Failure or success on key points (adjusted from DH’s):

    Massive increase in costs = FAIL
    Massive increase in bad advice = Cause and affect not proven
    Massive increase in scams and fraud = Cause and affect not proven
    Massive decrease in advice accessibility = FAIL
    Massive decrease in consumer confidence =FAIL
    Massive decrease in competition =FAIL
    Massive decrease in product innovation = FAIL

  6. Christopher Petrie 9th May 2019 at 2:12 pm

    I think RDR has been a positive step. It’s stopped those life companies selling rubbish products by offering higher commissions for a start.

    It’s stopped product bias.

    It’s got rid of plenty of well meaning but incompetent financial advisers (we all knew them).

    It stopped the banks in their tracks, who had been ripping off millions of people for years.

    Advisor numbers are moving upwards again (see other articles in MM today for the evidence). Training schemes and apprenticeships are common amongst the big companies.

    But it’s still work in progress.
    Miffid 2 needs to apply to all products. That would shake SJP up who so far seem to be absolved from RDR rules.

    Miffid 2 disclosure from platforms is already shining a strong light on industry charges….it will ultimately have a beneficial effect for investors.

  7. I see many negative comments, but overall Justin I’m with you.

    However – as you say – there is still much to be done. The pitifully low exam bar is a bit of a farce, but I guess it is better that what went before.

    The banning of commission was just half a job. Life assurance and the rip off equity release sill have usurious rates of commission.

    I suspect that those bleating about accessibility and affordability were the ones selling cheap products with somewhat high pressure selling to those that didn’t really want the stuff in the first place. The take up probably had very poor retention rates.

    In my view too many advisers confuse financial advice with social work. The secret is in the title Financial – those with finance are now potentially much better served and as Chris Petrie has said there has been a big clear out of sub-standard products. That’s not to say that they have all gone. The same regrettably is true of cowboy advisers.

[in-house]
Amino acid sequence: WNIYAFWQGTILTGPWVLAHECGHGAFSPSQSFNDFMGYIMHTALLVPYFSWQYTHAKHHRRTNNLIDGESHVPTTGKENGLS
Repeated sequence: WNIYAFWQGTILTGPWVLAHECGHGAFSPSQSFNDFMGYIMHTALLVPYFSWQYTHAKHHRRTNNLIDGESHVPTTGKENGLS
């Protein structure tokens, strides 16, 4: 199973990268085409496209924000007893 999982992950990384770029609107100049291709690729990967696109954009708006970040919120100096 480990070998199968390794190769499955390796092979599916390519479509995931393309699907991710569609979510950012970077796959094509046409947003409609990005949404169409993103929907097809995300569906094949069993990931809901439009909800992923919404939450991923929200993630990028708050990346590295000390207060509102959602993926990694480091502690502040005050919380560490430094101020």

Overall I think RDR was definitely a move in the right direction and I well recall when on the board of AIFA, that this wasn’t the general consensus at all. Many were dragged screaming into the new (and better) regime.

    • Philip Castle 9th May 2019 at 4:08 pm

      Harry – We don;t advertise, we don’t need to we’ve got enough clients and enough business, but we still get referrals for people aged 55 or so who haven’t seen an adviser for 20 years or so and by the time we meet them, it’s too late to do anything significant about planning for the future/their retirement.
      The people who need advice the most are probably agreed 35 to 55 as they are the ones where advice will make the most difference to their futures.
      Those under 35, it’s all mortgage, borrowing and auto enrollment pension which is a once every 5 year live change, so reviews probably needed every 3 years and not the annually mandated now for investment and pensions which isn’t cost effective for the consumer, plus they don’t have the inclination for an annual meeting when nothing significant has changed, so why pay for a review.
      For mortgages and protection a consumer doesn’t need the cost of a level 4 adviser or especially a level 6, they just need a level 3.

      • Philip Castle 9th May 2019 at 4:11 pm

        OH and to advise on someones options with their auto enrolment pension, did it really need the FCA to move the goalpost so the advsier had to have a level4 and not just a level 3? I don’t think it did since post stakeholder pensions. Simple products,simple charges and simple options until the fund reached a half decent size would have sufficed.

      • Phil

        You knew that I would disagree! Education isn’t the be all and end all, but it is never wasted and is an excellent adjunct to experience. So level 3 for mortgage protection? I thought advice was supposed to be holistic. What about IHT? What about trusts or life of another? What happens when/if the client comes back after an inheritance and wants further advice? The level 3 adviser will just be stuck with his/her thumb up their backsides.